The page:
In October 2020, OIG stated in its Work Plan that it will review Medicare Parts B and C data to identify program integrity risks associated with Medicare telehealth services during the pandemic. OIG will analyze providers’ billing patterns for telehealth services and describe key characteristics of providers who may pose a program integrity risk to the Medicare program.
Also, in the October Work Plan, OIG will use Medicare Parts B and C data to look at the use of telehealth services in Medicare during the COVID-19 pandemic along with the extent to which telehealth services are being used by Medicare beneficiaries, how the use of these services compares to the use of the same services delivered in-person, and the different types of providers and beneficiaries using telehealth services.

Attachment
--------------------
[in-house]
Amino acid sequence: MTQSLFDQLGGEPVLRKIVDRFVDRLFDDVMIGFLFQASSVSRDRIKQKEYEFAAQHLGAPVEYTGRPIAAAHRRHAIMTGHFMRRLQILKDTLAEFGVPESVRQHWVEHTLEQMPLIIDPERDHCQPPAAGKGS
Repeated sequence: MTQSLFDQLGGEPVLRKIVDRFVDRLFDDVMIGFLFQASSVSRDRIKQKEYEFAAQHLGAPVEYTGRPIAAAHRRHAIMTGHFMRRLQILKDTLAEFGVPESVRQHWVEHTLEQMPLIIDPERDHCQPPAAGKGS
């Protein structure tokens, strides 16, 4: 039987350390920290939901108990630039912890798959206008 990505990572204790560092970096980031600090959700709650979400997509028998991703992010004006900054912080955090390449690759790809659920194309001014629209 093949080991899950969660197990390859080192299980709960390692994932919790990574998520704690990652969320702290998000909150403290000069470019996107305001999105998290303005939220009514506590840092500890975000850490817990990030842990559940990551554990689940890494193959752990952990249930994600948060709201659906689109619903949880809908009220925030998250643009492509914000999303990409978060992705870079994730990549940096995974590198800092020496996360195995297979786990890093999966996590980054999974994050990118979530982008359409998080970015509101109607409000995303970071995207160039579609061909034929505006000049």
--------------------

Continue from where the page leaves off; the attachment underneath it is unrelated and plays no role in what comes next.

OIG also will be reviewing telemedicine use by those on Medicaid. The watchdog agency stated in June it plans to determine whether state agencies and providers complied with federal and state requirements for telehealth services under the national emergency declaration, and whether the states gave providers adequate guidance on telehealth requirements.
The American Telehealth Association issued a response to Grimm’s announcement stating that it “stands ready to work with OIG and other government agencies to ensure that telehealth services continue to deliver safe, quality and convenient care, and that telehealth becomes permanently available as part of a two-channel care delivery system that balances in-person and virtual care.”
Grimm pointed out in the letter that these audits should be differentiated from the OIG’s previous high-profile efforts to combat schemes that might mention telehealth, but aren’t really about it.